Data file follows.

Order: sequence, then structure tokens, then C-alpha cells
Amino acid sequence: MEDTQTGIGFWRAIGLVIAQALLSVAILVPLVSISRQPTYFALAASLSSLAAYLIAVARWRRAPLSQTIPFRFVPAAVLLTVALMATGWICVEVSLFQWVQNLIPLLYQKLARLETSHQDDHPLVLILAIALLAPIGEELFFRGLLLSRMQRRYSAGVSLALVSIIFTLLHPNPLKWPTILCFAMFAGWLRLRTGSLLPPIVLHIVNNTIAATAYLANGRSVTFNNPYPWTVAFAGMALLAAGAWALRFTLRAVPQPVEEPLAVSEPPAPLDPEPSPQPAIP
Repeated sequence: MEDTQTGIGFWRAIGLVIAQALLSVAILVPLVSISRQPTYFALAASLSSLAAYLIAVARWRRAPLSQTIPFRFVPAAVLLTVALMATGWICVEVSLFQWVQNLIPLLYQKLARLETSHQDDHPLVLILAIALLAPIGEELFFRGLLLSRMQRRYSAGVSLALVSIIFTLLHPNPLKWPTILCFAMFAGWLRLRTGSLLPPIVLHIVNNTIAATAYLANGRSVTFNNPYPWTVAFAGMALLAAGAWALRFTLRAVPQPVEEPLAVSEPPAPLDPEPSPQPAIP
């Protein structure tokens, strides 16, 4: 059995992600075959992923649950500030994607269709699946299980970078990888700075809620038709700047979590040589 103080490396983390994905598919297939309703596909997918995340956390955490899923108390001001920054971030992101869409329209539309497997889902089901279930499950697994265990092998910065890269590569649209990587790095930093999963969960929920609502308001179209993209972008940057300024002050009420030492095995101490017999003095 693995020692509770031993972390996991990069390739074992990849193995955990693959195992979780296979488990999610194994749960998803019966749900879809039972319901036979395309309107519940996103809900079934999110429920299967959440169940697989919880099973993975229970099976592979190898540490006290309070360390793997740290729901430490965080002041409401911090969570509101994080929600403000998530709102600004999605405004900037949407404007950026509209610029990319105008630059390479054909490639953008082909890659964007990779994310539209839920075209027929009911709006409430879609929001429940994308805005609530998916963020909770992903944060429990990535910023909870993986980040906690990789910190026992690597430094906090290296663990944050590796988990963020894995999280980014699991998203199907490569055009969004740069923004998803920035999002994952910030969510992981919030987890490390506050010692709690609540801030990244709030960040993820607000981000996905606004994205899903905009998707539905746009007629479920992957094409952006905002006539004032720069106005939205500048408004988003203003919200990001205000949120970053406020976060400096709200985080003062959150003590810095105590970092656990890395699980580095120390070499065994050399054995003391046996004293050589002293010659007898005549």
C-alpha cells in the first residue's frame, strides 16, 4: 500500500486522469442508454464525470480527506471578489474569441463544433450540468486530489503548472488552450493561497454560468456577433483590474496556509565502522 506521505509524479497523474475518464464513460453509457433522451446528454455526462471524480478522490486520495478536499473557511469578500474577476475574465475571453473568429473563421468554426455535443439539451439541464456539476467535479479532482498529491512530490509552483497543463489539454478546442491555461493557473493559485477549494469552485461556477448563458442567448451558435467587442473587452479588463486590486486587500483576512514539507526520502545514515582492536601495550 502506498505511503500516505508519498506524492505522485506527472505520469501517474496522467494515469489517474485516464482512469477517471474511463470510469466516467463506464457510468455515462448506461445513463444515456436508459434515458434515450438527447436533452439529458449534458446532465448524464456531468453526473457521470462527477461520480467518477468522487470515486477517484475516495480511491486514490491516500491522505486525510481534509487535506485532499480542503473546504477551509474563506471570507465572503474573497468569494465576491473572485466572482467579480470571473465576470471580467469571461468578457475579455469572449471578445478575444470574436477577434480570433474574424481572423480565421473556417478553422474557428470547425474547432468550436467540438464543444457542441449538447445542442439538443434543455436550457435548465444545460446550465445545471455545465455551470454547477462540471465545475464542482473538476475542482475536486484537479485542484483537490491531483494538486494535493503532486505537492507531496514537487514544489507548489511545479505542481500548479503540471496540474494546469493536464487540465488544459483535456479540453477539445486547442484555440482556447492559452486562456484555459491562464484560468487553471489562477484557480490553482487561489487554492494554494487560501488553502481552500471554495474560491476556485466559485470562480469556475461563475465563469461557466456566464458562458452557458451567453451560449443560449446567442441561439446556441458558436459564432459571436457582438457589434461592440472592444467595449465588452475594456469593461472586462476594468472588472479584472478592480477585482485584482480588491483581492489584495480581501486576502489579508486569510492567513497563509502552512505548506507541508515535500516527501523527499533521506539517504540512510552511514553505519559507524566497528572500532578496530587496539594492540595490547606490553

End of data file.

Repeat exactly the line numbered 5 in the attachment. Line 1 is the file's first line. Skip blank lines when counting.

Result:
C-alpha cells in the first residue's frame, strides 16, 4: 500500500486522469442508454464525470480527506471578489474569441463544433450540468486530489503548472488552450493561497454560468456577433483590474496556509565502522 506521505509524479497523474475518464464513460453509457433522451446528454455526462471524480478522490486520495478536499473557511469578500474577476475574465475571453473568429473563421468554426455535443439539451439541464456539476467535479479532482498529491512530490509552483497543463489539454478546442491555461493557473493559485477549494469552485461556477448563458442567448451558435467587442473587452479588463486590486486587500483576512514539507526520502545514515582492536601495550 502506498505511503500516505508519498506524492505522485506527472505520469501517474496522467494515469489517474485516464482512469477517471474511463470510469466516467463506464457510468455515462448506461445513463444515456436508459434515458434515450438527447436533452439529458449534458446532465448524464456531468453526473457521470462527477461520480467518477468522487470515486477517484475516495480511491486514490491516500491522505486525510481534509487535506485532499480542503473546504477551509474563506471570507465572503474573497468569494465576491473572485466572482467579480470571473465576470471580467469571461468578457475579455469572449471578445478575444470574436477577434480570433474574424481572423480565421473556417478553422474557428470547425474547432468550436467540438464543444457542441449538447445542442439538443434543455436550457435548465444545460446550465445545471455545465455551470454547477462540471465545475464542482473538476475542482475536486484537479485542484483537490491531483494538486494535493503532486505537492507531496514537487514544489507548489511545479505542481500548479503540471496540474494546469493536464487540465488544459483535456479540453477539445486547442484555440482556447492559452486562456484555459491562464484560468487553471489562477484557480490553482487561489487554492494554494487560501488553502481552500471554495474560491476556485466559485470562480469556475461563475465563469461557466456566464458562458452557458451567453451560449443560449446567442441561439446556441458558436459564432459571436457582438457589434461592440472592444467595449465588452475594456469593461472586462476594468472588472479584472478592480477585482485584482480588491483581492489584495480581501486576502489579508486569510492567513497563509502552512505548506507541508515535500516527501523527499533521506539517504540512510552511514553505519559507524566497528572500532578496530587496539594492540595490547606490553